Ambiance: This is definitely a place for kids and it’s geared towards their enjoyment, from the signage to the Adventure Playground. Whoops of delight and happy faces everywhere made it clear that families were enjoying themselves, and the commercial aspects of the Park were kept very clearly within the shop and the eateries. The animals we saw looked like they were thriving and happy in their surroundings. All the staff we saw were pleasant and knowledgeable.

Facilities: There are four toilet blocks around the park, one of which is in the restaurant. All of them have baby-changing and disabled facilities. The baby-changing in the large block of toilets nearest the shop (shown at left in the picture below) is bigger than the one in the restaurant (shown at right). All of the baby-changing facilities I saw were clean and well-aired.

Cotswold Wildlife Park baby-changing facilities

Feeding: If your little one is eating solid food, you can get a child- or baby-sized meal at the restaurant. If you’re breastfeeding, there are many places to sit around the park, including picnic tables and garden benches, or just on the grass. If you’d like a secluded area for breastfeeding, you’ll be able to find one somewhere around the park.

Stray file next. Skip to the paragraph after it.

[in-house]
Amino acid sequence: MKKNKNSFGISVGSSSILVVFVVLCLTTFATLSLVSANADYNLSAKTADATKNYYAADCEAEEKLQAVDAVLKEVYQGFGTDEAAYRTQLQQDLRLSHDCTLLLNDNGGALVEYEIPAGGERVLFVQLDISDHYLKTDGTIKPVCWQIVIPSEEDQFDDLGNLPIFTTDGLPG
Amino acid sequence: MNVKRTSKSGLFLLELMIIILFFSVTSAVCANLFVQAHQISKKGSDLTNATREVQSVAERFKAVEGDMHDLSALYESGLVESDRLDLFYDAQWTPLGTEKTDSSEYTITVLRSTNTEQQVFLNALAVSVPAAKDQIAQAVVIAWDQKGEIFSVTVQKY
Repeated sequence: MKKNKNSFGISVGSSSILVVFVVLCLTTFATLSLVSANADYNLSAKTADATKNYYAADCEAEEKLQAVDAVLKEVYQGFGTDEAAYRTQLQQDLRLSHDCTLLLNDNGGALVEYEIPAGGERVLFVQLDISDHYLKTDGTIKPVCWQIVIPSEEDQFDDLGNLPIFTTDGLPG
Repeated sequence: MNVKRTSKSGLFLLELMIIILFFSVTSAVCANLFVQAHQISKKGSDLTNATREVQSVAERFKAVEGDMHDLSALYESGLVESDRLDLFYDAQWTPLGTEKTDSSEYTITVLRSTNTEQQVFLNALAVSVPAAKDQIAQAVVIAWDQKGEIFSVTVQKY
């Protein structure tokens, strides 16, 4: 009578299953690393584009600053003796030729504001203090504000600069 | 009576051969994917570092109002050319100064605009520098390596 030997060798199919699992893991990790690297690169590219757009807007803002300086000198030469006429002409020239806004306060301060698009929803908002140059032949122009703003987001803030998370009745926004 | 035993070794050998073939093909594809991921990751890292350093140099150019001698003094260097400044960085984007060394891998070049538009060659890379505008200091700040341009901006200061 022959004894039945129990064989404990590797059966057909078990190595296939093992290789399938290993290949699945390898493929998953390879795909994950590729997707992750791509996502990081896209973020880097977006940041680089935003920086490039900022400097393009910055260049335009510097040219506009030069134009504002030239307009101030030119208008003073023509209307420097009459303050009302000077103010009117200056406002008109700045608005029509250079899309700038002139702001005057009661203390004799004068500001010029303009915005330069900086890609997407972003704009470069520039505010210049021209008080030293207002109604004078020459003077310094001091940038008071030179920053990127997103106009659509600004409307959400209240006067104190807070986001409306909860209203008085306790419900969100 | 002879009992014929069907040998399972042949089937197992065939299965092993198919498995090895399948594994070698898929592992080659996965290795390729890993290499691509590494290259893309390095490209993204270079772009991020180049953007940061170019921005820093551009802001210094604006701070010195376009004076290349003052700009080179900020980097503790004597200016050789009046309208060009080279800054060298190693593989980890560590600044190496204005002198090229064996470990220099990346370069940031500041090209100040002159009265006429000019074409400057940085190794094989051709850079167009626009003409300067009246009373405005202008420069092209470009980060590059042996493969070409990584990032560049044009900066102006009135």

In total the Cotswold Wildlife Park and Gardens gets an 8.25 out of 10 for baby- and toddler-friendliness. Although it’s much more geared towards school-aged kids than towards babies or toddlers, I’d highly recommend it as a great day out for even the youngest of babies. Most little ones will be thrilled to get a close-up look at the real-life counterparts of the toys they snuggle with and the animals they read about in books.

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Bill’s